Modernity As Apocalypse
In our modern age, politics has become an autonomous discipline. How has this come about? The author examines the works of Charles Taylor, Mark Lilla and Michael Gillespie among others to explore this issue. Gillespie argues that the great separation of politics and religion has its origins in nominalism, which was later taken up by Descartes, Locke and Hobbes among others.
Nature was separated from grace, faith from reason. Renaissance and Enlightenment philosophies further radicalized the desacralized notions already present in nominalism. The god they created had an arbitrary will. God is inscrutable in ways very different from what is proposed by Catholic orthodoxy where God is seen as mystery but never in contradiction to reason. All this was profoundly spelled out by Pope Benedict especially in his Regensburg address.
Voluntarism, nominalism, disenchantment and desacralisation are the theological
assumptions underpinning the Enlightenment. They are thus central to understanding modernity. When Pope Benedict
gave his Regensburg address, he was essentially giving an account of dehellenized reason. He was describing a voluntarist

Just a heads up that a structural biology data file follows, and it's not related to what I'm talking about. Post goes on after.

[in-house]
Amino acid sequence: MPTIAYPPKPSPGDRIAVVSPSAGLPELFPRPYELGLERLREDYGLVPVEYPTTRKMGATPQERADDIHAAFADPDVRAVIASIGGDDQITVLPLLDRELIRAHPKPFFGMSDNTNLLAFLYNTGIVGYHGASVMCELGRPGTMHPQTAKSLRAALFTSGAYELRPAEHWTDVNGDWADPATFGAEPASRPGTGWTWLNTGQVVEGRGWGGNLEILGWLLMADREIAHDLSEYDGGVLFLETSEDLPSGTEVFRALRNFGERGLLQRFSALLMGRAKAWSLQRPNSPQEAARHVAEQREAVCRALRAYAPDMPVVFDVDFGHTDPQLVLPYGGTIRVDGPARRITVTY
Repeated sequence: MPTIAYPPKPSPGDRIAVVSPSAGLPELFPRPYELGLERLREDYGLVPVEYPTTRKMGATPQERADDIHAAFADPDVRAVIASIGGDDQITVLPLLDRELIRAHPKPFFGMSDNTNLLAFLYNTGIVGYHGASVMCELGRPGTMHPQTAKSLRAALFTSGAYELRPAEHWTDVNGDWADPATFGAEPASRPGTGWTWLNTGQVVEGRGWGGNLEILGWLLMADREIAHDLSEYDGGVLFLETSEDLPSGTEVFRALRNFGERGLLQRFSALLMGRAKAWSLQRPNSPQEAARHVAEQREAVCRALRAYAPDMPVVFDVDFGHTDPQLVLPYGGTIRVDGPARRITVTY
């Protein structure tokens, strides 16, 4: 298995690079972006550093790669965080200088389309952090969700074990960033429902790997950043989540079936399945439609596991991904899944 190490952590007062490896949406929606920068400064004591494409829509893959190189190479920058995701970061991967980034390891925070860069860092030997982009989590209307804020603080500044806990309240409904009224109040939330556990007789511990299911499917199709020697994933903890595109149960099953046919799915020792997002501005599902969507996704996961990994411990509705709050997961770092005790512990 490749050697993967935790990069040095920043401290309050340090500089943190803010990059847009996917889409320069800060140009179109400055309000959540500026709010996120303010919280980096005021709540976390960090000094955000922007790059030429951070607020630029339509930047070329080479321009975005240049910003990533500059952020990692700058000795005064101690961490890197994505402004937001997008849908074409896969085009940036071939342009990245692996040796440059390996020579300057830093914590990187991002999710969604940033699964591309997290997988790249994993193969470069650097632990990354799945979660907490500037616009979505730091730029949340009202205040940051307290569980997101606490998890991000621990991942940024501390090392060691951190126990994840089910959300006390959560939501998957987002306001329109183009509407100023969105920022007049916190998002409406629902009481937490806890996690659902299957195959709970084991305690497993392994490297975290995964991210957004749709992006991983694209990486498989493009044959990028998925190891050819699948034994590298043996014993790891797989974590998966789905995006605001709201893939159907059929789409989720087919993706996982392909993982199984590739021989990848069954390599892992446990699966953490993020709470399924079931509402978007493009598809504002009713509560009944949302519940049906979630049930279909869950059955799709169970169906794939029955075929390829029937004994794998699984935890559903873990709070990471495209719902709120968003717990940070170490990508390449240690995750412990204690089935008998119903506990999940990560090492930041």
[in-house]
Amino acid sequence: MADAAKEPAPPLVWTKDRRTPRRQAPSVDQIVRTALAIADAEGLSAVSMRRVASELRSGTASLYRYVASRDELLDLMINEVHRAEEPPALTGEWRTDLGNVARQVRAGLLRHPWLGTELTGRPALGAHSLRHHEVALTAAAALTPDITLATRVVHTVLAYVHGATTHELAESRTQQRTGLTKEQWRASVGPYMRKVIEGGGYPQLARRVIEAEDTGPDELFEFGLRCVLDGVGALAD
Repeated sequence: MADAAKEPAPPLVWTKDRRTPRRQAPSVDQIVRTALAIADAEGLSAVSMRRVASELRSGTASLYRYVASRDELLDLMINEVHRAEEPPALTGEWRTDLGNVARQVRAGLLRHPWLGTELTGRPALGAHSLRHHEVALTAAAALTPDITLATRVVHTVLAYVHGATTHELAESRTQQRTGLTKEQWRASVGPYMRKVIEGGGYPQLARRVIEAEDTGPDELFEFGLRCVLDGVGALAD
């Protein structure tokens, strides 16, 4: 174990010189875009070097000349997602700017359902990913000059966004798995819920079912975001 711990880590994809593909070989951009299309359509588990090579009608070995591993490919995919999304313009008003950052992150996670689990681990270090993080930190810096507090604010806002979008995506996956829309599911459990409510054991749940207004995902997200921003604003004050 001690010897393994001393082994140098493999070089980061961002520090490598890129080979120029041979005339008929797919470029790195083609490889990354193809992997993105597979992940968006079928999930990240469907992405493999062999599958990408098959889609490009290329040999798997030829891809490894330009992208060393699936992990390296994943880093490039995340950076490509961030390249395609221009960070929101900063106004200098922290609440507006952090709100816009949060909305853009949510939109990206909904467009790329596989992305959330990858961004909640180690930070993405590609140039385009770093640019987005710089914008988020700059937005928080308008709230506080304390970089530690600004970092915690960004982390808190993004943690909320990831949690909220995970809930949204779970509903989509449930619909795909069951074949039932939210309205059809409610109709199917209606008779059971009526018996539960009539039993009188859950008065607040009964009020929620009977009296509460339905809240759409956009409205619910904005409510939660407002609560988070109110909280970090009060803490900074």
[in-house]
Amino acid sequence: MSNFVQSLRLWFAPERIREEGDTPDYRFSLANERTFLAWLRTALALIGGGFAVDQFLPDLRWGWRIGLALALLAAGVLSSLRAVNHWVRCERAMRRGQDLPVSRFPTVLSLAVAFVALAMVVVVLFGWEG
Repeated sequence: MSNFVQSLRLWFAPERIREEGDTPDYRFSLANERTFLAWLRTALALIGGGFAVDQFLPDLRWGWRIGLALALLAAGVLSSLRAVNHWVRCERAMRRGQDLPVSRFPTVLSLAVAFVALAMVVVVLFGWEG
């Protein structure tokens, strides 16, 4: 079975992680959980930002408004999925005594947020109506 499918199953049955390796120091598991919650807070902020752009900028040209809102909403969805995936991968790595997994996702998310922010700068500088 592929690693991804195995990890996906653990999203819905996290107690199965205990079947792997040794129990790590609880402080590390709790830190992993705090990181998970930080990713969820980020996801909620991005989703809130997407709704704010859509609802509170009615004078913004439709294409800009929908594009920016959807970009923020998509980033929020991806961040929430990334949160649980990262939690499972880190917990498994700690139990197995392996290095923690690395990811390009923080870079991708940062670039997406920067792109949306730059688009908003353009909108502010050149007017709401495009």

god with an arbitrary will that is beyond good and evil.
What must we do? The author suggests two extremes we need to avoid: the complete rejection of the secular sphere on the one hand and the complete privatization of religion on the other. There cannot be a total separation of church and state. The state cannot repudiate the natural law. The author cites the case of Kim Davis, a county clerk who refused to issue marriage licences to same-sex couples. She became an outcast because of this.
The author greatly admires the philosophical project of Alasdair MacIntyre. The project ultimately fails because philosophy alone is insufficient to combat the theological heresy of secularist liberalism. Only the Catholic Church has the power to combat modernity. Let us pray that she awakens from her anti-dogmatic slumber.
A brief internet search suggests that the author is in favor of the meditation techniques of John Main, a Benedictine monk who was influenced by Hinduism. I would respectfully argue that this is an unwise choice.
This is a work to be commended to all those concerned with the current cultural crisis.